The Argonne Leadership Computing Facility (ALCF) is now accepting proposals for its Aurora Early Science Program (ESP) through September 2, 2016. Aurora is a pre-exascale supercomputer expected to arrive at Argonne National Laboratory in 2018. The program will award computing time to 10 science teams to pursue innovative research as part of pre-production testing on the facility’s next-generation system. Aurora is a massively parallel, many-core Intel-Cray supercomputer that will deliver 18 times the computational performance of Mira, ALCF’s current production system.
The Early Science Program helps ensure that projects and codes are ready to make good scientific use of Aurora on day one,” said Tim Williams, ALCF Deputy Director of Science.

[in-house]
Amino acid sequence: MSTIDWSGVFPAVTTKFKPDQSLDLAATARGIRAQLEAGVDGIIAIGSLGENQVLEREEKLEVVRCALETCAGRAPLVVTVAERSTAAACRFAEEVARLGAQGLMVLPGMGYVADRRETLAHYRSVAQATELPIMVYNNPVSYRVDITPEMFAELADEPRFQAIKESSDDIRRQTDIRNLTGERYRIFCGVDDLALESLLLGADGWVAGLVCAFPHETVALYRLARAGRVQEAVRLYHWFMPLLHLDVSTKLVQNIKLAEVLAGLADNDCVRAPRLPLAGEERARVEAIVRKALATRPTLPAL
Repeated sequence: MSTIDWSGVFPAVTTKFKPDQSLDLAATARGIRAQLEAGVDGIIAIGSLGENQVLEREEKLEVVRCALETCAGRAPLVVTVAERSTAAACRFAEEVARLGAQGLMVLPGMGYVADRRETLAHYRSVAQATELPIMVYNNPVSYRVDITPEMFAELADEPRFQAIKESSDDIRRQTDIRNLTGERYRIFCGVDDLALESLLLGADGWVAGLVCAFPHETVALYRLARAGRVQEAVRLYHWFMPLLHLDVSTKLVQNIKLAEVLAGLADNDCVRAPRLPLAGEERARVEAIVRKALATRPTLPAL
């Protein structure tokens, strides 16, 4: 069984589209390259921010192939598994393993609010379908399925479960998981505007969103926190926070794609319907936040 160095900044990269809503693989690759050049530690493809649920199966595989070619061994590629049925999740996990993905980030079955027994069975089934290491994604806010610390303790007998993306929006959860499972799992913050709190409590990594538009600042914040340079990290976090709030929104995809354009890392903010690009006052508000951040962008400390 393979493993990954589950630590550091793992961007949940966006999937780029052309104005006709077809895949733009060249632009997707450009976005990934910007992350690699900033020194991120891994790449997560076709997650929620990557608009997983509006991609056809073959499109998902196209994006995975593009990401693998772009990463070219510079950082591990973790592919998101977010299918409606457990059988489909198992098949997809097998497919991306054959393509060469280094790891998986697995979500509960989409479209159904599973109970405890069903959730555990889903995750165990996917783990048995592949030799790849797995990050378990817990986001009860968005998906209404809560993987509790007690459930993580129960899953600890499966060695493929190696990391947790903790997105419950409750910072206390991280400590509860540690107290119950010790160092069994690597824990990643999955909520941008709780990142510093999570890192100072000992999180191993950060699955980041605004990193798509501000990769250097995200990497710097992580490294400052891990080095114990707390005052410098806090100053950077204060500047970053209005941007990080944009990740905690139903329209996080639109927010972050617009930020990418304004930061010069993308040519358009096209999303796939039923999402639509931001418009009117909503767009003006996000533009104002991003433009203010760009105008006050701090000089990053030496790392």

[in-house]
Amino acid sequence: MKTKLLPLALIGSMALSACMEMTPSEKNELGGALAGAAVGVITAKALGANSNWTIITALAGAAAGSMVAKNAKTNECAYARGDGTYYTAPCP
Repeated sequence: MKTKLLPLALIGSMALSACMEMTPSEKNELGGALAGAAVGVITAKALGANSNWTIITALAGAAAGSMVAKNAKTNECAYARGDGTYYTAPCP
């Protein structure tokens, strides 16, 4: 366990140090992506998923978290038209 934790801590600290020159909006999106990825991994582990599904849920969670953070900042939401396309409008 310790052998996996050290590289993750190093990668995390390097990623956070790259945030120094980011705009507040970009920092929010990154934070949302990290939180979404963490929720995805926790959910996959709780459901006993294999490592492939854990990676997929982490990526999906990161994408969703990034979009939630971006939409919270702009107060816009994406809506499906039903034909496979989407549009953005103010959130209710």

Aurora’s revolutionary architecture features Intel’s HPC scalable system framework and second-generation Intel Omni-Path Fabric, providing a peak performance in the range of 180 petaflops to 450 petaflops. The system will have a combined total of more than 7 petabytes of on-package high-bandwidth memory, local memory, and persistent memory.
Aurora ESP projects will prepare key applications for the architecture and scale of Aurora and solidify libraries and infrastructure to pave the way for other applications to run on the system. The program also provides research teams with substantial allocations of pre-production time on Aurora, allowing them to pursue computational science calculations that are not possible on today’s leadership-class supercomputers.
To develop and optimize their applications for Aurora, project teams will collaborate with ALCF staff and vendor experts and receive training on the underlying Intel and Cray technologies. All teams will also get dedicated support from a postdoctoral researcher.